Grapevine & Vintner Profile, Wining & Dining

Three Days of Wine on Northern Virginia’s I-95

By Nancy Bauer

Three Days of Wine on Northern Virginia’s I-95

To weary DC commuters, a “3 Days on I-95” itinerary may sound like a cruel joke, but trust us: there’s gold in those exits. And wine.

For this getaway weekend, make Ashland – that burg you whiz by on the way to Richmond – your base of operations. It’s a fun whistle-stop town – railroad tracks go right through the center – plunked down in the middle of a region filled with Civil War sites, great biking roads, an iconic theme park, and a convenient handful of wineries.


Heading south from Northern Virginia on I-95, about 40 minutes past Fredericksburg, your first stop is Sassafras Shade Vineyard. The small winery features some unusual bottles, such as White Chambourcin and Granny Smith Apple, along with the more traditional. Rocking chairs and a porch swing add to the family-friendly feel.   

The historic Hanover Tavern is a nice lunch stop, featuring made-from-scratch meals with a Southern flair.

James River Cellars, the closest winery to Richmond, is the afternoon’s destination. Gewurtztraminer isn’t easy to find in Virginia, but you’ll find a nice one here.

For dinner nearby, try the new burger and beer spot, Industrial Taphouse, before heading back north to downtown Ashland, where you’ll check in to the Henry Clay Inn and enjoy an after-dinner sipper (BYO) by the fire in the drawing room.


Start your Saturday early and explore Ashland on foot. Then stop by Caboose Market and Cafe and pick up picnic supplies as you head out to North Anna Battlefield Park, an intriguing site for Civil War buffs. Park signage guides you as you follow the routes taken by both Grant’s and Lee’s forces in May 1864.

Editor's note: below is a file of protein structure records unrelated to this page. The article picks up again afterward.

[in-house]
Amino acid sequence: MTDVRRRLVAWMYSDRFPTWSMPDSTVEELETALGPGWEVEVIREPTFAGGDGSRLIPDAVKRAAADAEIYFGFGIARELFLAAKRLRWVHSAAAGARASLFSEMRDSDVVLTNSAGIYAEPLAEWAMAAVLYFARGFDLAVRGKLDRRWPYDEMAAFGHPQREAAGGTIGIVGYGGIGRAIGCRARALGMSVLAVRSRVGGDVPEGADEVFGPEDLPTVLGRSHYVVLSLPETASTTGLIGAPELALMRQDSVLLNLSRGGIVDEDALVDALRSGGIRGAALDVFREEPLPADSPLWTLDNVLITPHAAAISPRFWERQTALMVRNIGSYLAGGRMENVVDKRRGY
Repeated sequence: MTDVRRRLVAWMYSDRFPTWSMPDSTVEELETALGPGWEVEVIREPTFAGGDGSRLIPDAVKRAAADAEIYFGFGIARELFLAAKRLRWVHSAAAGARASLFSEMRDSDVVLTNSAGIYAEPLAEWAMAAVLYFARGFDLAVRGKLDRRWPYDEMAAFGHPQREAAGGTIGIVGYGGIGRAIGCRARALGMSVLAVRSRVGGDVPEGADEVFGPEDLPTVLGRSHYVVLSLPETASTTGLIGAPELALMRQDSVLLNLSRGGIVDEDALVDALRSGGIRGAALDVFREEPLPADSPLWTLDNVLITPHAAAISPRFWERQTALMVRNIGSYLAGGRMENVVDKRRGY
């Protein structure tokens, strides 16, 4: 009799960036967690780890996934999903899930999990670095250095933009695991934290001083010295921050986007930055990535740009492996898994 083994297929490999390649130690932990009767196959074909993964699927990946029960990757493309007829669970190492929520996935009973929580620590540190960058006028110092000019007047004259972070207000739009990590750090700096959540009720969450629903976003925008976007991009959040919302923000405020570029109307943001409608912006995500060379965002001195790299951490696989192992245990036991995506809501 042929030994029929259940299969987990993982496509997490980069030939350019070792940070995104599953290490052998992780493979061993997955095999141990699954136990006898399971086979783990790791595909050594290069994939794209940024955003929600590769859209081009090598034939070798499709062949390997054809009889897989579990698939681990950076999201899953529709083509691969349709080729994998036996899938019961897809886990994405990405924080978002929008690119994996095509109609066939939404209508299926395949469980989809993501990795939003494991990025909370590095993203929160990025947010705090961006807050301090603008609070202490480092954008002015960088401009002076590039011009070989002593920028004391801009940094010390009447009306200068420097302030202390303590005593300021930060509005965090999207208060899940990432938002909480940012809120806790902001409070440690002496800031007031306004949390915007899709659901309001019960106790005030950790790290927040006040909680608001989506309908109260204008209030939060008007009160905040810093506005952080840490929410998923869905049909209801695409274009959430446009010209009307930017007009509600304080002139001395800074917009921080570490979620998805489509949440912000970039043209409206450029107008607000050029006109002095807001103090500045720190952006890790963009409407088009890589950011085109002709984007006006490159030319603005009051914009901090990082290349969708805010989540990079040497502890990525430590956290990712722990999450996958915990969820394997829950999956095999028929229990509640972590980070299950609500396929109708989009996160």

The afternoon takes you back to wine country, just five minutes north to Doswell and Castle Glen Estate Winery. This relative newcomer began planting in 2009 and now produces small lots of cabernet sauvignon, merlot, vidal blanc and blueberry wine, plus a sangria in the bottle.

End your day back in downtown Ashland over dinner at Iron Horse Restaurant, less than a five-minute walk from your Inn. The menu changes seasonally, and there are at least a couple of Virginia wines on the menu (ask them to add more!).


Get an early jump on this three-winery day heading back up I-95. Mattaponi Winery, the first stop, opens at 10am. This rustic winery honors the area’s Native American ancestry through its wines and the art that decorates the tasting room. Wines are mostly sweet and have very loyal fans, especially the Wabamin (translation: white berry) and Odeimin (strawberry).

Another 20 minutes up I-95 and a quick veer left onto Route 17 brings you to Hartwood Winery, a Virginia wine pioneer at 30 years old, and known for its friendliness (they love kids). The original vineyard was planted in 1981, and wines today include some unusual offers such as a chambourcin/niagara/seyval blend, a Beaujolais style red from chambourcin, and a Claret from cabernet sauvignon.

Potomac Point Vineyard and Winery has a spacious, airy, attractive, and popular tasting room.

By now you’re starving, but hang in there: the last stop, Potomac Point Winery in Stafford, has a fun little Bistro with a full restaurant menu, including all-day Sunday Brunch. After lunch, step over to the wrap-around bar for a tasting. Grapes grown on-site include viognier, merlot, petit verdot and petit manseng. There’s plenty of outside deck space for a bit of relaxing before heading back up the road.

Who knew I-95 could be so much fun?

For more Virginia winery itineraries, pick up a copy of Nancy Bauer’s book, Virginia Wine Travel Journal 2019. ($15 on Amazon).


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